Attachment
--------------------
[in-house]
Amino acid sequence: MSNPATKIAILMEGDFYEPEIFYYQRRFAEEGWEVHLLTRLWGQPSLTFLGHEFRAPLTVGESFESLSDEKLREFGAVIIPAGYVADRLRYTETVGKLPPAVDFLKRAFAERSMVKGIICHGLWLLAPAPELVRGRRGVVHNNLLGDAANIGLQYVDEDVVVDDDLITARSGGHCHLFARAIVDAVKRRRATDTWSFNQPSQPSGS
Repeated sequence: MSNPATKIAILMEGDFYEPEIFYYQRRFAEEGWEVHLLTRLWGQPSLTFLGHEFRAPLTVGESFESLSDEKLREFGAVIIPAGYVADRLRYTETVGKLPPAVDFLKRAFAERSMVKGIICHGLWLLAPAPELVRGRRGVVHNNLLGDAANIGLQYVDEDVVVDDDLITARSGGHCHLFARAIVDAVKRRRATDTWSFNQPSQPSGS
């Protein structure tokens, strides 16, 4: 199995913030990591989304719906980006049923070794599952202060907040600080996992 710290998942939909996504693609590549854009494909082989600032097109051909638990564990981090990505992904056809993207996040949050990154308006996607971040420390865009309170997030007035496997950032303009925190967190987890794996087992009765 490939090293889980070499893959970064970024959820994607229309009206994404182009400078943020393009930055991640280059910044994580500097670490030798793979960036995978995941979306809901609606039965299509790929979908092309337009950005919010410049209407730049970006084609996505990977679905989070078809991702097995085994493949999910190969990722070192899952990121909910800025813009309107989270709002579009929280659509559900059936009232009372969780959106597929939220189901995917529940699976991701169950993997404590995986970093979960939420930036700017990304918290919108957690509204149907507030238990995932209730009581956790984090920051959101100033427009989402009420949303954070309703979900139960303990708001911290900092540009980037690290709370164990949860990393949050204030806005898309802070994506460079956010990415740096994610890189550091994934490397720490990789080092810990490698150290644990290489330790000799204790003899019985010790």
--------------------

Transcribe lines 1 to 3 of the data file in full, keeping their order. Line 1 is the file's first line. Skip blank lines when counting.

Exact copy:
[in-house]
Amino acid sequence: MSNPATKIAILMEGDFYEPEIFYYQRRFAEEGWEVHLLTRLWGQPSLTFLGHEFRAPLTVGESFESLSDEKLREFGAVIIPAGYVADRLRYTETVGKLPPAVDFLKRAFAERSMVKGIICHGLWLLAPAPELVRGRRGVVHNNLLGDAANIGLQYVDEDVVVDDDLITARSGGHCHLFARAIVDAVKRRRATDTWSFNQPSQPSGS
Repeated sequence: MSNPATKIAILMEGDFYEPEIFYYQRRFAEEGWEVHLLTRLWGQPSLTFLGHEFRAPLTVGESFESLSDEKLREFGAVIIPAGYVADRLRYTETVGKLPPAVDFLKRAFAERSMVKGIICHGLWLLAPAPELVRGRRGVVHNNLLGDAANIGLQYVDEDVVVDDDLITARSGGHCHLFARAIVDAVKRRRATDTWSFNQPSQPSGS